First of all, integration of Japan and South Korea's markets is important for both countries - where institutional systems have been developed on a similar and relatively sophisticated level - as a means to promote internal structural reform. That is, if either country begins to offer better conditions for investment, competitive companies will shift their operations in that direction thereby forcing the other to improve its investment environment. Also, if an FTA between the two countries results in the activation of mergers and acquisitions then cross-border industrial adjustments such as those seen between the United States and Europe may be realized. Furthermore, there has been a growing tendency for the Won to move in tandem with the Yen ever since South Korea opened its capital market. Should Yen-denominated settlements become widespread, South Korea will rarely be a trade partner and therefore a country with which Japan needs to take on little exchange risk. I am particularly interested in how the two countries' institutional systems will converge when they come under a common framework.
Secondly, I believe that another important mission for Japan and South Korea is to provide a model for possible FTAs with China and ASEAN. Being mature economies, both Japan and South Korea find it difficult to maintain high economic growth and take a market-driven, or reality-driven, approach, as has been the case in China. But Japan and South Korea are capable of making a different kind of contribution. By realizing a highly institutionalized FTA that covers a broad range of areas including direct investment, financial services, intellectual rights protection, settlement systems and competitive policy, they can present a model for other countries to follow.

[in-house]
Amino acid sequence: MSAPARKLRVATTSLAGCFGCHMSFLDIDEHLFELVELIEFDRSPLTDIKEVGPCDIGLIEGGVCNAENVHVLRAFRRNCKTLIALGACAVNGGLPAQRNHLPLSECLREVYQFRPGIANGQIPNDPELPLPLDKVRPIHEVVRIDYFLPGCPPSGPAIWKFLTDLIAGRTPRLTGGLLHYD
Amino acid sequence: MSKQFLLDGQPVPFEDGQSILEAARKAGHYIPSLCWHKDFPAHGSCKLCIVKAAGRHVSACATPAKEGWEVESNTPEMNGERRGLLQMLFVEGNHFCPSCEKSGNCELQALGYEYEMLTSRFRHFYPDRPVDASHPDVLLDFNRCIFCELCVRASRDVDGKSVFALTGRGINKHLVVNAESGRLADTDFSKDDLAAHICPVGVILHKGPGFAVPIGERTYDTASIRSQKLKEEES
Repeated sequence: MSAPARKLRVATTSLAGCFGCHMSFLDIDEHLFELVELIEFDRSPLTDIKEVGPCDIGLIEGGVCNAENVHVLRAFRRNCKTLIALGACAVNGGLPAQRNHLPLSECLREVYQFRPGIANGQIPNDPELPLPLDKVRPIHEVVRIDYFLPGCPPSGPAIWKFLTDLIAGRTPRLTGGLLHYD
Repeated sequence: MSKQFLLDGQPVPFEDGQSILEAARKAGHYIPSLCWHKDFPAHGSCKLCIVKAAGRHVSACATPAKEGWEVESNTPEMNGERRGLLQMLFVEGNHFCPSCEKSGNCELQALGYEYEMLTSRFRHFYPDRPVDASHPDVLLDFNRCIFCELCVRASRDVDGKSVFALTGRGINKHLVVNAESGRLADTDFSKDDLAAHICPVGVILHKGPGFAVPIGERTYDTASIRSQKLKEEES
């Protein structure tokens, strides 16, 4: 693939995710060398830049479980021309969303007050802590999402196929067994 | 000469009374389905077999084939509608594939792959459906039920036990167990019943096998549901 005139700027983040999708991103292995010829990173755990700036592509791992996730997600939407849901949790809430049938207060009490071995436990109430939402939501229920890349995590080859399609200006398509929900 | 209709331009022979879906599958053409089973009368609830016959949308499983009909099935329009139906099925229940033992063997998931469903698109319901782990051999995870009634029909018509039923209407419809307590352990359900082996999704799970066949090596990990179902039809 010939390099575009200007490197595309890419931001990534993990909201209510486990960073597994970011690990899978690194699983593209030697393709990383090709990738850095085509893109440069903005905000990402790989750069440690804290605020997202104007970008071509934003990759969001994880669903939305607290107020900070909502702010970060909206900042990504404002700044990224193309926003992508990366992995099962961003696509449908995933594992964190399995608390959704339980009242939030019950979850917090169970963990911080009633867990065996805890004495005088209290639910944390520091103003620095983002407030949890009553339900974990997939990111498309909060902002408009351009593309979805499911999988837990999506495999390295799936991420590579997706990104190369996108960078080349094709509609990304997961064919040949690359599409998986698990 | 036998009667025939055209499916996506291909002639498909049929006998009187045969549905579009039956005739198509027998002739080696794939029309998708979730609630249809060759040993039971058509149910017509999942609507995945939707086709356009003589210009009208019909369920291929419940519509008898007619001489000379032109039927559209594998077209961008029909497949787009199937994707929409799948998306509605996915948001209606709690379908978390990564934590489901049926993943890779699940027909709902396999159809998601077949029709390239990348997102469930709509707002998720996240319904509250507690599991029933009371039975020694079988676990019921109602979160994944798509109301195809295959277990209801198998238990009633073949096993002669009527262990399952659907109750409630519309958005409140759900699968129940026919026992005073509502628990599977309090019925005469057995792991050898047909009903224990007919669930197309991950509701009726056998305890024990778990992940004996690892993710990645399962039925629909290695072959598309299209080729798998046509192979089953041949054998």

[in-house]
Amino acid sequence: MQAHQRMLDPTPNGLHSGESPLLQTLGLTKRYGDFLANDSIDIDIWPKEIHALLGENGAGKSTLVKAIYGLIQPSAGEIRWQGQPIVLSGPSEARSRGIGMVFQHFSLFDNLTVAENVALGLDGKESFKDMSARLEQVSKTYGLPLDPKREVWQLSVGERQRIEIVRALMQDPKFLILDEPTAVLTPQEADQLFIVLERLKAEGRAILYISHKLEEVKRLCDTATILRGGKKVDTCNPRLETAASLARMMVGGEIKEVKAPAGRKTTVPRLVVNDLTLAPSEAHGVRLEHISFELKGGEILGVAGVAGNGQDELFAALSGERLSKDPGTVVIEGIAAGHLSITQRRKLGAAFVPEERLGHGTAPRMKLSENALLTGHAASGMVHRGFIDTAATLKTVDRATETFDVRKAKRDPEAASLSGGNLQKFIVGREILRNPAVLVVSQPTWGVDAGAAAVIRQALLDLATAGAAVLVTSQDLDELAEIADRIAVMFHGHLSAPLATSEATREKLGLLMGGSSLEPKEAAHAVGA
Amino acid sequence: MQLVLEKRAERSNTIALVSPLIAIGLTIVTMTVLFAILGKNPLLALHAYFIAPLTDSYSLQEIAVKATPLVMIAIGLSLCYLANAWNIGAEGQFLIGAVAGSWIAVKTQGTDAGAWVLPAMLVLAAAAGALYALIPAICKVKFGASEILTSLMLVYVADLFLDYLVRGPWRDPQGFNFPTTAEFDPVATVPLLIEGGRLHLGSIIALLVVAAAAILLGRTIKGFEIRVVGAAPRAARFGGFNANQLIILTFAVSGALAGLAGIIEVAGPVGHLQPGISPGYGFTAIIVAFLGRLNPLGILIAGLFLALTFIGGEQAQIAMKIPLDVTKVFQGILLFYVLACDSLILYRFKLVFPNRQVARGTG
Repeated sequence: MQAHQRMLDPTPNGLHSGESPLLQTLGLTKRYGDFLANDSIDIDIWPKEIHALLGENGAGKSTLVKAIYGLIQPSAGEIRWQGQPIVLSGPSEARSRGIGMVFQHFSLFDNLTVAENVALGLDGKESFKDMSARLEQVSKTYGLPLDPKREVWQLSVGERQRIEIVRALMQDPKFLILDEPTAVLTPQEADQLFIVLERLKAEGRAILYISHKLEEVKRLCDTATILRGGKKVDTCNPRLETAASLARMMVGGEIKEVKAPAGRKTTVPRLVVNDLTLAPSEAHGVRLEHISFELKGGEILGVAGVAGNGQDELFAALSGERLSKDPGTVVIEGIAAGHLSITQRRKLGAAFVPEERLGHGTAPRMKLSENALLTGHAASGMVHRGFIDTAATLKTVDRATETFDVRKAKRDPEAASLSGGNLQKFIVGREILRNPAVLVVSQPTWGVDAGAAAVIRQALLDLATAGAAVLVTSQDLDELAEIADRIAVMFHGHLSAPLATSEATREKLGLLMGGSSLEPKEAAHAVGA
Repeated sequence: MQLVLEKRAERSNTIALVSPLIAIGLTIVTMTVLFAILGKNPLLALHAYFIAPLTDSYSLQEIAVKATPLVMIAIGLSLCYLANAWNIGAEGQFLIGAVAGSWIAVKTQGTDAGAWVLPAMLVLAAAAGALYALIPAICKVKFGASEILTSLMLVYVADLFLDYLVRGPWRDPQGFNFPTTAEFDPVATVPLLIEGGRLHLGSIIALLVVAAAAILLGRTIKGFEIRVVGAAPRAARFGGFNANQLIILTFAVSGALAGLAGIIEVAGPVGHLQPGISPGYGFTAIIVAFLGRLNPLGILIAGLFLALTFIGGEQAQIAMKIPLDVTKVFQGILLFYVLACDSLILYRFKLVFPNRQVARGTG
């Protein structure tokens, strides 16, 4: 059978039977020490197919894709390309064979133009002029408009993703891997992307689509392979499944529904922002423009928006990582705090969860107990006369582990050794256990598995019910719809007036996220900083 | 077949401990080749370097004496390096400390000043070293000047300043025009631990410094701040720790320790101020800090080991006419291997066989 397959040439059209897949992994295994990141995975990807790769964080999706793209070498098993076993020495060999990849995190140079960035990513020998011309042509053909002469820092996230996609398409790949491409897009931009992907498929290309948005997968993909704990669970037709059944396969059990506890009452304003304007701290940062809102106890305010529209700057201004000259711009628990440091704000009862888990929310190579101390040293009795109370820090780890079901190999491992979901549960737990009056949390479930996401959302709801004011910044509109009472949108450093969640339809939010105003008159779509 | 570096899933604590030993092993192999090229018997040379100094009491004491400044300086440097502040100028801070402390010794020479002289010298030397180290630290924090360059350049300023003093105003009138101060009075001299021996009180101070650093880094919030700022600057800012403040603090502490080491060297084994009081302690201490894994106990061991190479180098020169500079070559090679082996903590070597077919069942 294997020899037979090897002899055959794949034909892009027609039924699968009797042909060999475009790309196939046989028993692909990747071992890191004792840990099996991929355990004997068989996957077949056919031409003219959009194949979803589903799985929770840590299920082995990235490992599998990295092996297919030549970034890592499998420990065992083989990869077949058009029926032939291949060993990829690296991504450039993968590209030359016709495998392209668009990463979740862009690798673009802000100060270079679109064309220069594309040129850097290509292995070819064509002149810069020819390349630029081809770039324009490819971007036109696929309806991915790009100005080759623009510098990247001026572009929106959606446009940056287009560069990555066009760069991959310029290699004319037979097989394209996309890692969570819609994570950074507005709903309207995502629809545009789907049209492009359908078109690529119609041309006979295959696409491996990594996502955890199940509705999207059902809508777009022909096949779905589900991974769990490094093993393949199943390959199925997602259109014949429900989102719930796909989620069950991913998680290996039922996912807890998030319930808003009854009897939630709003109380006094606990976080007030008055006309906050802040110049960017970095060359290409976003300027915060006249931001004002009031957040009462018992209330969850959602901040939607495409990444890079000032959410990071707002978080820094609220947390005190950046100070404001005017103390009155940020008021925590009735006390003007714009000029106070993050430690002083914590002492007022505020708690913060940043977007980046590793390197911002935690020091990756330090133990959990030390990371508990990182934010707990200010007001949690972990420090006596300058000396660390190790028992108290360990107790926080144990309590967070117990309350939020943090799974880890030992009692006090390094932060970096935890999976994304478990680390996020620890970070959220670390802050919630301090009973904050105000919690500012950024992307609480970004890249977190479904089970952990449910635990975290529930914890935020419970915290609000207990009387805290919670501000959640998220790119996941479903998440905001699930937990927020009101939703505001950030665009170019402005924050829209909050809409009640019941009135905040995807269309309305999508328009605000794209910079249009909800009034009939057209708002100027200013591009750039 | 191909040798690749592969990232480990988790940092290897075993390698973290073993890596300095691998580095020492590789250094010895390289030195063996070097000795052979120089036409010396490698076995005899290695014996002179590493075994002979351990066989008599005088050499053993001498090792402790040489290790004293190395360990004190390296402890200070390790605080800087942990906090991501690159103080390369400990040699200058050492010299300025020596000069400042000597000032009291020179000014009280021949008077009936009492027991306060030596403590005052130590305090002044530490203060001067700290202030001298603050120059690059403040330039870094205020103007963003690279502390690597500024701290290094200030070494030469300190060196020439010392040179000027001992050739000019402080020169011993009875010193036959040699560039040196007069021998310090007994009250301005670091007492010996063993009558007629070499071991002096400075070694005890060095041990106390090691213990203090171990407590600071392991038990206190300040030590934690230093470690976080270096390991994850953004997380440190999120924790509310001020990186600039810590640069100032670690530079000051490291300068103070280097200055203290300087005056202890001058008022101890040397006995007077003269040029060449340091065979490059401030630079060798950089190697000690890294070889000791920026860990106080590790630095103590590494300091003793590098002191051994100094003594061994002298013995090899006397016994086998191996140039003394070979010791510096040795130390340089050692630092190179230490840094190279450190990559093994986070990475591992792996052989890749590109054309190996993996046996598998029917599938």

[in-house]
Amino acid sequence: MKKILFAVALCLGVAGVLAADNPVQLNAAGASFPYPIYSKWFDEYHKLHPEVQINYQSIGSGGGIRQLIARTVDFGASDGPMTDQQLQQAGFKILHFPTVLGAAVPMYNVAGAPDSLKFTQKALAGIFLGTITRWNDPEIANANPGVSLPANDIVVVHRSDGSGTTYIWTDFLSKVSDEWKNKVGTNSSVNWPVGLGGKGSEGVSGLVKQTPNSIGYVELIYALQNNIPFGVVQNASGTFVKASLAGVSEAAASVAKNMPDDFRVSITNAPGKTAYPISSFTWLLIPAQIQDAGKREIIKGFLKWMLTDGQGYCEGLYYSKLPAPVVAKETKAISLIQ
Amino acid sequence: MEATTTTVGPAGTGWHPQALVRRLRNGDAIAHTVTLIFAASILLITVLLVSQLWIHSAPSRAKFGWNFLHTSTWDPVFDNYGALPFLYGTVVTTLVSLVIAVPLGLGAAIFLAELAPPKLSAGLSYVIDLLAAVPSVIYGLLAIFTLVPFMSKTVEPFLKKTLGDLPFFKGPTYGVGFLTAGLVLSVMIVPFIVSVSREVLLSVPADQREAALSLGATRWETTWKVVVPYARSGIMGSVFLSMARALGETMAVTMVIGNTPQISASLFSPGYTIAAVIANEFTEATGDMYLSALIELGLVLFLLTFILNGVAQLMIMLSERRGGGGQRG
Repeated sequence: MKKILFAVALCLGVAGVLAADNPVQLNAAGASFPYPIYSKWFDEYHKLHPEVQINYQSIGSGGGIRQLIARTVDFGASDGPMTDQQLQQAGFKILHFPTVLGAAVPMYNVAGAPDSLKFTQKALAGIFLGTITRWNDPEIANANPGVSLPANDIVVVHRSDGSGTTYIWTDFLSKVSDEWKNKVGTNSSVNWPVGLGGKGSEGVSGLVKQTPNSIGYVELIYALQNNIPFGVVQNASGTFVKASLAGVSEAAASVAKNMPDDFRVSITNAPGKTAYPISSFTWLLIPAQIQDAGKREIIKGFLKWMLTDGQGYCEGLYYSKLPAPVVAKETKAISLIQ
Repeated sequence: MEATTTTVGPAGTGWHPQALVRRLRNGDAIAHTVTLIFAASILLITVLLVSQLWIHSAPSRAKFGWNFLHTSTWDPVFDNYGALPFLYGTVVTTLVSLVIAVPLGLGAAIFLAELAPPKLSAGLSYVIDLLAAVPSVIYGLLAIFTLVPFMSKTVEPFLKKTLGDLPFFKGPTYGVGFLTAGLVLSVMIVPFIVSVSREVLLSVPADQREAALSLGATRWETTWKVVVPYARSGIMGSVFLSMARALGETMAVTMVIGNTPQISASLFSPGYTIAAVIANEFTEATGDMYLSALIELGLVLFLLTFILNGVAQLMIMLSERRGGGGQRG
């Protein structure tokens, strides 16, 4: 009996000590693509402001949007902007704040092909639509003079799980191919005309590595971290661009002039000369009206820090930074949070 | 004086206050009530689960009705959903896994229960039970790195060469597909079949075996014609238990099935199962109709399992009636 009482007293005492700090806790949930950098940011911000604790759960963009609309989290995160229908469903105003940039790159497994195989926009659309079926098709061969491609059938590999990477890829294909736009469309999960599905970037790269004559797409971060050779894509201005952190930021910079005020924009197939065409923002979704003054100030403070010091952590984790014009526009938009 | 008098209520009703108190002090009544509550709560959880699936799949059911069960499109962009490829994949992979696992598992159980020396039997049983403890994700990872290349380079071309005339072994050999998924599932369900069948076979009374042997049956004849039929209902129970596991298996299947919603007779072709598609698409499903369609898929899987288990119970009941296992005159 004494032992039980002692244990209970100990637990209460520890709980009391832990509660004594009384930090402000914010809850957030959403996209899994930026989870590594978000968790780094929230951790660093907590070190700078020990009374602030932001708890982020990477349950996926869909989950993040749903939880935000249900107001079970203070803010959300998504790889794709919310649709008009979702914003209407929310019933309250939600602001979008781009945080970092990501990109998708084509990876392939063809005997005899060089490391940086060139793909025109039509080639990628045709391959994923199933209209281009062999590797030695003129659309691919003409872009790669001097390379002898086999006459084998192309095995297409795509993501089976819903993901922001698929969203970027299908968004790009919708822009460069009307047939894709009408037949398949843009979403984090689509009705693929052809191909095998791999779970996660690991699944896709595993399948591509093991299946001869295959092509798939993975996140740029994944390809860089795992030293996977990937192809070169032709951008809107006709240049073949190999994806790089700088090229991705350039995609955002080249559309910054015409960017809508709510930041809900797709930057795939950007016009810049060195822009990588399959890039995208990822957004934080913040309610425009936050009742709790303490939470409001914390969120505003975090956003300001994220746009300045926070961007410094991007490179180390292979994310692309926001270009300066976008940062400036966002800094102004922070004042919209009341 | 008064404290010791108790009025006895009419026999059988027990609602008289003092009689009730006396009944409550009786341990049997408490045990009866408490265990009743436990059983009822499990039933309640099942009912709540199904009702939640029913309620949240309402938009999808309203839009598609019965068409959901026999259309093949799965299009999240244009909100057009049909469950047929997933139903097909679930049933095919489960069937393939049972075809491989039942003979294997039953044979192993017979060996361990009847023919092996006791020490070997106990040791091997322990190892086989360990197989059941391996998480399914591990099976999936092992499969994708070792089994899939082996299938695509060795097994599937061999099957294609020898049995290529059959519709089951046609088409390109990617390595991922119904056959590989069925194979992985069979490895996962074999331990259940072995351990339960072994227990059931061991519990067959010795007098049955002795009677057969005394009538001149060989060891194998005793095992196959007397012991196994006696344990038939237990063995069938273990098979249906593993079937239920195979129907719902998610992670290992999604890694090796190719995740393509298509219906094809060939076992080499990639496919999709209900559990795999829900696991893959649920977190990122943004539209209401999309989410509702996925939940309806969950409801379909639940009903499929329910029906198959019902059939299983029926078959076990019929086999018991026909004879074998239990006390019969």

Our study on an FTA among Japan, South Korea and China is now in its third year and we have begun summarizing after focusing on trade in the first year and on direct investment in the second year. In our study on trade aspects, we compared the direction of reform in each country and the meaning of integrating Northeast Asian markets. As for direct investment, we analyzed differences between Japan and South Korea in their patterns of investment activities in China. In the ongoing third year, we will revalidate the relationships between trade and foreign direct investment and then put forward a set of policy proposals to develop closer ties between the three countries.
With its structural reform having run its course, South Korea seems to be relatively comfortable with a growing China. Unlike in Japan, concerns over the "hollowing out of industries" are rarely heard in South Korea. This is because foreign direct investment and trade are not regarded as alternatives but as complementary activities and thus both investment and trade have been growing in South Korea. Another reason for the South Korea's different approach can be found in the structural change that is taking place in that country, with the information technology sector taking the lead. Taking a lesson from the relationship between China and South Korea, Japan should stop complaining about an undervalued Yuan. Instead, Japan should devote its energy to finding a way out of its ongoing stagnation while maximizing benefits derived from the expansion of the Chinese market.